Labor Rights

The Economic Recovery Isn’t Reaching Black Women in the Workforce

The economic recovery isn’t making a difference for African American women this year, according to data analysis from the National Women’s Law Center (NWLC).

via Shutterstock
via Shutterstock

Based on data from the Bureau of Labor Statistics (BLS), the NWLC found that the overall unemployment rate dropped 1.1 percentage points in the period between August 2013 and August 2014. Every demographic group experienced a drop in unemployment except African American women, whose rate of unemployment remained unchanged at 10.6 percent, putting them on par with African American males.

Overall, males saw greater employment gains in the past year than women did, with a 1.3 percent drop in unemployment compared to a half-percentage point drop for all female workers. African American and Hispanic males saw the greatest declines in unemployment, despite experiencing the greatest unemployment. Single mothers saw a 1.7 percent drop in unemployment in the last 12 months, but rates were on the rise again in August 2014.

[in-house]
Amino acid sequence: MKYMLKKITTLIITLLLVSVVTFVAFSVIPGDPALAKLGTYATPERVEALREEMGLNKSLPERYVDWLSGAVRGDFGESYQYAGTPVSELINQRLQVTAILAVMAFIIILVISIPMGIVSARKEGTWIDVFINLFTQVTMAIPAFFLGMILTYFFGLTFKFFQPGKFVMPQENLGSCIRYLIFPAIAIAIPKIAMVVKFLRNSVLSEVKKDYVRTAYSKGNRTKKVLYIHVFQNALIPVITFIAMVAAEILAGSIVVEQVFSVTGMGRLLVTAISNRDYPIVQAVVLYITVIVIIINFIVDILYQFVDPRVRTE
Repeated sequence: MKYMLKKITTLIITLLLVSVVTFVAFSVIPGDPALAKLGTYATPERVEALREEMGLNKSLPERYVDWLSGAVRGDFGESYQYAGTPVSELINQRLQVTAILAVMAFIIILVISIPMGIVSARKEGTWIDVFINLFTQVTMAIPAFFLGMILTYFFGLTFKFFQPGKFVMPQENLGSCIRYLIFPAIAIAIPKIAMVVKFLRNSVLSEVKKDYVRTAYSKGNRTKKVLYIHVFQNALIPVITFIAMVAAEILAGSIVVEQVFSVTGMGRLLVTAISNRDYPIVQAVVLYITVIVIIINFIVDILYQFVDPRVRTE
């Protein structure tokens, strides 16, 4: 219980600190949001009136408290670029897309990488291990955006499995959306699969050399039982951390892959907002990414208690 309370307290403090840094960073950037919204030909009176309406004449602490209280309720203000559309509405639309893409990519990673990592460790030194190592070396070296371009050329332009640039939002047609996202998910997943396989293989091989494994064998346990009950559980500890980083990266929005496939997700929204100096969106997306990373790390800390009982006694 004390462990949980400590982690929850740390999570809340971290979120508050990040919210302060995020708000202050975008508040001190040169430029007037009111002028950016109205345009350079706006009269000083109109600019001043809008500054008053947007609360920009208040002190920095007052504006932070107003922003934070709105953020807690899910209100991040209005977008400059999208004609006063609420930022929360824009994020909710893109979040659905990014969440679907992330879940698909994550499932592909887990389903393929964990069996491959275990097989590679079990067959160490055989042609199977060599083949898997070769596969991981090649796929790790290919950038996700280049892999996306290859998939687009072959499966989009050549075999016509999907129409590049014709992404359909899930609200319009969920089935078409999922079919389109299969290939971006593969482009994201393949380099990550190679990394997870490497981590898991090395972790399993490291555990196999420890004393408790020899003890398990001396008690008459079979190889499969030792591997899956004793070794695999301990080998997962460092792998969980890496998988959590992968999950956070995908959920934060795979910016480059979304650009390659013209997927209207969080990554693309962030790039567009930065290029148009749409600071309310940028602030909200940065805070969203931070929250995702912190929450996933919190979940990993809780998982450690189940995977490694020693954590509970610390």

The same is true for African American women’s unemployment as of August 2014. Last month, African American women saw the greatest rise in unemployment, with adult Hispanic women following closely behind.

NWLC found that educational attainment didn’t make a difference for black women when comparing outcomes across college educated adults across demographics. Speaking to the Huffington Post, Joan Entmacher, Vice President for Family Economic Security at the NWLC, said African American women are overwhelmingly represented in the public sector where budget cuts have hit hardest. “Public sector jobs are slower to recover because public policy has been to cut or freeze funding for all levels of government over the past few years,” Entmacher said. “After the recovery began, there was an emphasis on reducing the deficit and shrinking the government at a time when that was really damaging to the economy.”

On average, Black women head the majority of Black households with children, and constitute most of the Black workforce. The NWLC said Black women disproportionately suffered from the first years of the economic downturn, despite making up little more than a tenth of the US workforce.

Media Resources: National Women’s Law Center 9/5/14, 8/3/11; US Department of Labor Bureau of Labor Statistics 9/5/14; Huffington Post 9/5/14